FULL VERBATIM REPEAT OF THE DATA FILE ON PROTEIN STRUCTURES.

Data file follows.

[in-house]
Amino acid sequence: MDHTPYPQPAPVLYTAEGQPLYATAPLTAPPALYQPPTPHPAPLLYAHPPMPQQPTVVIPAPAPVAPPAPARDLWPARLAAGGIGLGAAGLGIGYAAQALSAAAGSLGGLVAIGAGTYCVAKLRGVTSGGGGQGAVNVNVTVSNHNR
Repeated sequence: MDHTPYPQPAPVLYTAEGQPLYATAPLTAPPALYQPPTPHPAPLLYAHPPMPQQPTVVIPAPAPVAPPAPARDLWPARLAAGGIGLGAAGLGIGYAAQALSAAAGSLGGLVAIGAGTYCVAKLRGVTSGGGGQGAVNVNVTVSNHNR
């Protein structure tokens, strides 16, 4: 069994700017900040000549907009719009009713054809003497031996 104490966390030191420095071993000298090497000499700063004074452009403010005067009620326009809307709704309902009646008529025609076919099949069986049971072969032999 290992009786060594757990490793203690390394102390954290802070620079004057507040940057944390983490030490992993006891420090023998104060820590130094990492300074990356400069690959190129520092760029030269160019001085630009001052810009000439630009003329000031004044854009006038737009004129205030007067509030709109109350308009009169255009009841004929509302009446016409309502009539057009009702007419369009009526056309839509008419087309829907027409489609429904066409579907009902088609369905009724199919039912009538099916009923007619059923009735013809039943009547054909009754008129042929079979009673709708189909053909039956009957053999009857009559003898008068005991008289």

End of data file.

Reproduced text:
[in-house]
Amino acid sequence: MDHTPYPQPAPVLYTAEGQPLYATAPLTAPPALYQPPTPHPAPLLYAHPPMPQQPTVVIPAPAPVAPPAPARDLWPARLAAGGIGLGAAGLGIGYAAQALSAAAGSLGGLVAIGAGTYCVAKLRGVTSGGGGQGAVNVNVTVSNHNR
Repeated sequence: MDHTPYPQPAPVLYTAEGQPLYATAPLTAPPALYQPPTPHPAPLLYAHPPMPQQPTVVIPAPAPVAPPAPARDLWPARLAAGGIGLGAAGLGIGYAAQALSAAAGSLGGLVAIGAGTYCVAKLRGVTSGGGGQGAVNVNVTVSNHNR
């Protein structure tokens, strides 16, 4: 069994700017900040000549907009719009009713054809003497031996 104490966390030191420095071993000298090497000499700063004074452009403010005067009620326009809307709704309902009646008529025609076919099949069986049971072969032999 290992009786060594757990490793203690390394102390954290802070620079004057507040940057944390983490030490992993006891420090023998104060820590130094990492300074990356400069690959190129520092760029030269160019001085630009001052810009000439630009003329000031004044854009006038737009004129205030007067509030709109109350308009009169255009009841004929509302009446016409309502009539057009009702007419369009009526056309839509008419087309829907027409489609429904066409579907009902088609369905009724199919039912009538099916009923007619059923009735013809039943009547054909009754008129042929079979009673709708189909053909039956009957053999009857009559003898008068005991008289």